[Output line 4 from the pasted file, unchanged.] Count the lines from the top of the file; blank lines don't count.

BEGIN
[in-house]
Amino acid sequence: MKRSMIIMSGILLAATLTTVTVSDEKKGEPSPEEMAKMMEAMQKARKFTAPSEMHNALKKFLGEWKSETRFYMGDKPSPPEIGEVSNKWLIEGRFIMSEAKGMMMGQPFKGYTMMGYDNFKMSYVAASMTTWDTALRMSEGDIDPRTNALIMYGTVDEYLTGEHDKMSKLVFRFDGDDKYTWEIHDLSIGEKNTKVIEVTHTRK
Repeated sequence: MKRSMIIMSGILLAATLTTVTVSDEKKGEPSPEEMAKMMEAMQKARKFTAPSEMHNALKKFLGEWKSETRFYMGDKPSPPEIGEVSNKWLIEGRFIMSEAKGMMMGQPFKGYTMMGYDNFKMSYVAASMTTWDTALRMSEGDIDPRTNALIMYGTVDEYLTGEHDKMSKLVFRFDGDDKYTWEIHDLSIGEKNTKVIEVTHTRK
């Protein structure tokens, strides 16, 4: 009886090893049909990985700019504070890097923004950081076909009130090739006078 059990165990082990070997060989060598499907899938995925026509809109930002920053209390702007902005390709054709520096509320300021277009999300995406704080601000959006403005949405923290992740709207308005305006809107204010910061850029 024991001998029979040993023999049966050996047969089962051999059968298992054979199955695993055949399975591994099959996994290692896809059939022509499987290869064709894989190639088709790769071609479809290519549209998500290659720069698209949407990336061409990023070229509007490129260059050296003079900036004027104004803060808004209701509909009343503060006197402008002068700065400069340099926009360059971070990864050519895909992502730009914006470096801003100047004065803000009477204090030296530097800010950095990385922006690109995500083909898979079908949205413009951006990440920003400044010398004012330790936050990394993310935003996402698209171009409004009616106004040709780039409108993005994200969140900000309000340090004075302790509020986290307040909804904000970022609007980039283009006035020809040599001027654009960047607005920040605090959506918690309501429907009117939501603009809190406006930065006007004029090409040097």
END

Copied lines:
């Protein structure tokens, strides 16, 4: 009886090893049909990985700019504070890097923004950081076909009130090739006078 059990165990082990070997060989060598499907899938995925026509809109930002920053209390702007902005390709054709520096509320300021277009999300995406704080601000959006403005949405923290992740709207308005305006809107204010910061850029 024991001998029979040993023999049966050996047969089962051999059968298992054979199955695993055949399975591994099959996994290692896809059939022509499987290869064709894989190639088709790769071609479809290519549209998500290659720069698209949407990336061409990023070229509007490129260059050296003079900036004027104004803060808004209701509909009343503060006197402008002068700065400069340099926009360059971070990864050519895909992502730009914006470096801003100047004065803000009477204090030296530097800010950095990385922006690109995500083909898979079908949205413009951006990440920003400044010398004012330790936050990394993310935003996402698209171009409004009616106004040709780039409108993005994200969140900000309000340090004075302790509020986290307040909804904000970022609007980039283009006035020809040599001027654009960047607005920040605090959506918690309501429907009117939501603009809190406006930065006007004029090409040097």